Dendritic cell IL-1{alpha} and IL-1{beta} are polyubiquitinated and degraded by the proteasome [Immunology]

November 4th, 2014 by Ainscough, J. S., Gerberick, G. F., Zahedi-Nejad, M., Lopez-Castejon, G., Brough, D., Kimber, I., Dearman, R. J.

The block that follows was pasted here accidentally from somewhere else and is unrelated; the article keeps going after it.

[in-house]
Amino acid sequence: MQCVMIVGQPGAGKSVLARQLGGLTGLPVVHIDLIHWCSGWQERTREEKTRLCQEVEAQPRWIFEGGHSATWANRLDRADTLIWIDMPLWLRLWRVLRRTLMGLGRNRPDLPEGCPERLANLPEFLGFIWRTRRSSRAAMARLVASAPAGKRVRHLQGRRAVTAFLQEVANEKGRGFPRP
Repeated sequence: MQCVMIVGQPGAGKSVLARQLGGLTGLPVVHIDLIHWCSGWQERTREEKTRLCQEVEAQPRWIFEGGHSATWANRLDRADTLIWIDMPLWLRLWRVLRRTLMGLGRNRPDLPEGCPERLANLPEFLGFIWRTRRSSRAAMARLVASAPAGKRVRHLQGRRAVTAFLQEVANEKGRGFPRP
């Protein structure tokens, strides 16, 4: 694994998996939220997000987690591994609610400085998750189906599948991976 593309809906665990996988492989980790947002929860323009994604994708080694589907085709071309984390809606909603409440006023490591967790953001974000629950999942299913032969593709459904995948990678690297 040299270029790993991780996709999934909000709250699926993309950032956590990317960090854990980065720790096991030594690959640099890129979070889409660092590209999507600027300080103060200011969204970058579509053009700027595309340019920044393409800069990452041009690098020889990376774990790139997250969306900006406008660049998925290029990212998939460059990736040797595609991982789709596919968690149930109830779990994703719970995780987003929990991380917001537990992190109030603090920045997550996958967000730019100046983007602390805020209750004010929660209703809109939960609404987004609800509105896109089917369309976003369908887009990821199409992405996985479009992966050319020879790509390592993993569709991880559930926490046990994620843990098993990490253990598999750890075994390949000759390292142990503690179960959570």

IL-1α and β are key players in the innate immune system. The secretion of these cytokines by dendritic cells (DC) is integral to the development of proinflammatory responses. These cytokines are not secreted via the classical secretory pathway. Instead, 2 independent processes are required; an initial signal to induce up-regulation of the precursor pro-IL-1α and β, and a second signal to drive cleavage and consequent secretion. Pro-IL-1α and β are both cytosolic and thus, are potentially subject to post-translational modifications. These modifications may, in turn, have a functional outcome in the context of IL-1α and β secretion and hence inflammation. We report here that IL-1α and β were degraded intracellularly in murine bone marrow derived DC and that this degradation was dependent on active cellular processes. In addition, we demonstrate that degradation was ablated when the proteasome was inhibited, whereas autophagy did not appear to play a major role. Further, inhibition of the proteasome led to an accumulation of polyubiquitinated IL-1α and β, indicating that IL-1α and β was polyubiquitinated prior to proteasomal degradation. Finally, our investigations suggest that polyubiquitination and proteasomal degradation are not continuous processes but instead are upregulated following DC activation. Overall, these data highlight that IL-1α and β polyubiquitination and proteasomal degradation are central mechanisms in the regulation of intracellular IL-1 levels in DC.